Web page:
Finnish sea transports need both cargo and passengers
The Port of Helsinki’s passenger traffic volume has remained very low for several weeks now. A week ago it was reduced even further when the Finnish Government urged shipping companies to stop selling tickets to Sweden, Estonia and Germany until mid-May. In practice, Finnish ports are now only being used by a small number of workers who are considered essential for security of supply. Arriving passengers are checked by the Finnish Border Guard and turned around when necessary.
RoPax ferries are now sailing without passengers, and cargo alone is not enough to keep their operation profitable. Because of this, the National Emergency Supply Agency is now funding the maintaining of three shipping connections between Helsinki and Tallinn to secure imports and exports. Furthermore, the Finnish Government decided last week on a support package for shipping companies, which the Port of Helsinki has also been lobbying for. The package provides shipping companies with EUR 600 million in state guarantees for their bank loans, which they need in order to survive the coronavirus crisis.
While the aforementioned measures are more than welcome, they are not enough to secure the continuation of sea transport operations during the ongoing crisis and their recovery afterwards. Because of this, the Port of Helsinki expects the Finnish Government to make further decisions on the matter in its additional budget in May. In the current situation, it is considered important that shipping companies’ route fees be waived retroactively from the start of the year and until next year.
The coronavirus crisis has shown how critical RoPax traffic is for Finland’s security of supply. In addition to daily food products, the majority of the medicines that Finnish people need also arrive by car ferry.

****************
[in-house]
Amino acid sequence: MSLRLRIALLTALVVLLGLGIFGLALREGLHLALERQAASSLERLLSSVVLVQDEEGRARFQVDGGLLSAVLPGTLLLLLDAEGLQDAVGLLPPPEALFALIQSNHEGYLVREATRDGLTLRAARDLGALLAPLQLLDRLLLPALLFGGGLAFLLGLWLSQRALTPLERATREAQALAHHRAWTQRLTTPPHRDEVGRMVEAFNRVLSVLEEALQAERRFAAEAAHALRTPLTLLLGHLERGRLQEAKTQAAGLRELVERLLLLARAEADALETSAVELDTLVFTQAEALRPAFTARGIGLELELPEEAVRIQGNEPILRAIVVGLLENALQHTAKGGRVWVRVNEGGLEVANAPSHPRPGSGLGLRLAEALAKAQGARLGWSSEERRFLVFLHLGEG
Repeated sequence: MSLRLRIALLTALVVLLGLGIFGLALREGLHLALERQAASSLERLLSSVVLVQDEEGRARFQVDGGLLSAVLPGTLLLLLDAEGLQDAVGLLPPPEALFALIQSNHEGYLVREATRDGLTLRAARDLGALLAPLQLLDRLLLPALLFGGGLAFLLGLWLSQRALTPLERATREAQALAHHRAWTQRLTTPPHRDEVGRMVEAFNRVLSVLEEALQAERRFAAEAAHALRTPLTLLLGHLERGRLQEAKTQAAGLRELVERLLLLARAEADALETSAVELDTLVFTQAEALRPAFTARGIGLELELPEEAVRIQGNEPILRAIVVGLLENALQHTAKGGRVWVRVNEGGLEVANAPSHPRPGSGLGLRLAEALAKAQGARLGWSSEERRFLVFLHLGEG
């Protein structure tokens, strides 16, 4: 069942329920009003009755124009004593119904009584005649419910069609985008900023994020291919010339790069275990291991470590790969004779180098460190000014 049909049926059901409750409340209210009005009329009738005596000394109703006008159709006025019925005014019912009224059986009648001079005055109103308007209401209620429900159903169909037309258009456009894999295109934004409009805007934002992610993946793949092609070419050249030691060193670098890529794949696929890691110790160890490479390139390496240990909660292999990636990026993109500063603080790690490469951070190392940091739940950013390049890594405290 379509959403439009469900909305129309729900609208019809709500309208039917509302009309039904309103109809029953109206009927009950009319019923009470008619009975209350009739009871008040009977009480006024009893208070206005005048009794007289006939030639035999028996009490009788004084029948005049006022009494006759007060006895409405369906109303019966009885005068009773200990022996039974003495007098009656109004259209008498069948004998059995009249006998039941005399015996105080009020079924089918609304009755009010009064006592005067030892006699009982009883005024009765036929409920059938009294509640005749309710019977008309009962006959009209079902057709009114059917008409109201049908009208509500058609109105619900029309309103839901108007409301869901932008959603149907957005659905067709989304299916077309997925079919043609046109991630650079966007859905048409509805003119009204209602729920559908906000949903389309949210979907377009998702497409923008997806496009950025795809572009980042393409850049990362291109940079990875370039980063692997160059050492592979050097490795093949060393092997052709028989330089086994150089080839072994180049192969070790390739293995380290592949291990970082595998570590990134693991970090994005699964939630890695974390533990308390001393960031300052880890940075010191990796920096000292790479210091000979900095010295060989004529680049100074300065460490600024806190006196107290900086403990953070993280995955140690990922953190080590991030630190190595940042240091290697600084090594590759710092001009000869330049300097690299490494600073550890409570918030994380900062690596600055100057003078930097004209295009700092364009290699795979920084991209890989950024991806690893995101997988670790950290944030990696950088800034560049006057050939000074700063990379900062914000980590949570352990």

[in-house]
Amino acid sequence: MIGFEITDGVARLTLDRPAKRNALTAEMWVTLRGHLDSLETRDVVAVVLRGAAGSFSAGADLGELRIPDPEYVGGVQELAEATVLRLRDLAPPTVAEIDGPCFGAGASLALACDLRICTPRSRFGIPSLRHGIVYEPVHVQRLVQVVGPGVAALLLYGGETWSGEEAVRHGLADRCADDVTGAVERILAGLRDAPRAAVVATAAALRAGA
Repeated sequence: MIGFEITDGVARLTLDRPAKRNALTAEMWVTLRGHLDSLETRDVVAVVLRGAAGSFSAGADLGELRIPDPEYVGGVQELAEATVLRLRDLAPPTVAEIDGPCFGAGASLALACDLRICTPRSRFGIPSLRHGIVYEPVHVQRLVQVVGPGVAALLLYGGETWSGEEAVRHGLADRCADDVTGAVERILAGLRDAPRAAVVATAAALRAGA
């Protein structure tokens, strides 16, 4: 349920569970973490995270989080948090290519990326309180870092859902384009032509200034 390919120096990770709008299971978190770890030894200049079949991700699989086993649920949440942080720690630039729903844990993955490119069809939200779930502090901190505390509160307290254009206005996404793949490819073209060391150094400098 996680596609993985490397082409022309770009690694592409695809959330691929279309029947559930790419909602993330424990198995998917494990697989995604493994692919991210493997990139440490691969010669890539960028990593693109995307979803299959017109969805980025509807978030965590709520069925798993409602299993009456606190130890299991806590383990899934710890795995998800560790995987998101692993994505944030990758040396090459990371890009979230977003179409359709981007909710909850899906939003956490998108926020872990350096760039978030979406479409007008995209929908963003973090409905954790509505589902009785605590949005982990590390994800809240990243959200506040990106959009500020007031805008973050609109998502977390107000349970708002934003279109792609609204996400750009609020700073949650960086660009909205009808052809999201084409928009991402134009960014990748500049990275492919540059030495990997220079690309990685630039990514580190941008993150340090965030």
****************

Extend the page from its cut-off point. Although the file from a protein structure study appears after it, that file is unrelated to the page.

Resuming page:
Combining cargo and passengers
Finland has balanced the higher transportation costs resulting from its remote location by transporting cargo and passengers on the same ships. These types of cost-effective sea transports are vital for Finland’s export-driven national economy. Combining cargo and passengers is also an environmentally friendly way of carrying out transports.
Despite being so characteristic of Finnish seafaring, it seems that the interlinking of cargo and passengers had recently started to slip people’s minds. As part of the discussion on Helsinki’s city policy last autumn, it was suggested that the West Harbour’s truck traffic could be re-directed to the cargo ships operating out of Vuosaari. However, the fact is that separating cargo and passenger traffic would have major negative impacts in regard to logistics costs and smooth flow.
The Port of Helsinki is the busiest passenger port in Europe. Frequent transport services have enabled the creation of a shared employment market between Helsinki and Tallinn and diversified the economies of both Finland and Estonia. At present, several industries are waiting to hear when workers and passengers can start crossing the Gulf of Finland once more. Only then can the Helsinki-Tallinn region continue its development with the support of frequent ship connections. Once the coronavirus situation eases up, ship traffic will, in part, enable people to return to normal life.
The Port of Helsinki and its cooperation partners have an important role to play once the restrictions set in response to the coronavirus are lifted and efforts to rebuild Finland’s economy towards new heights begin.
The author, Ville Haapasaari, is the CEO of Port of Helsinki Ltd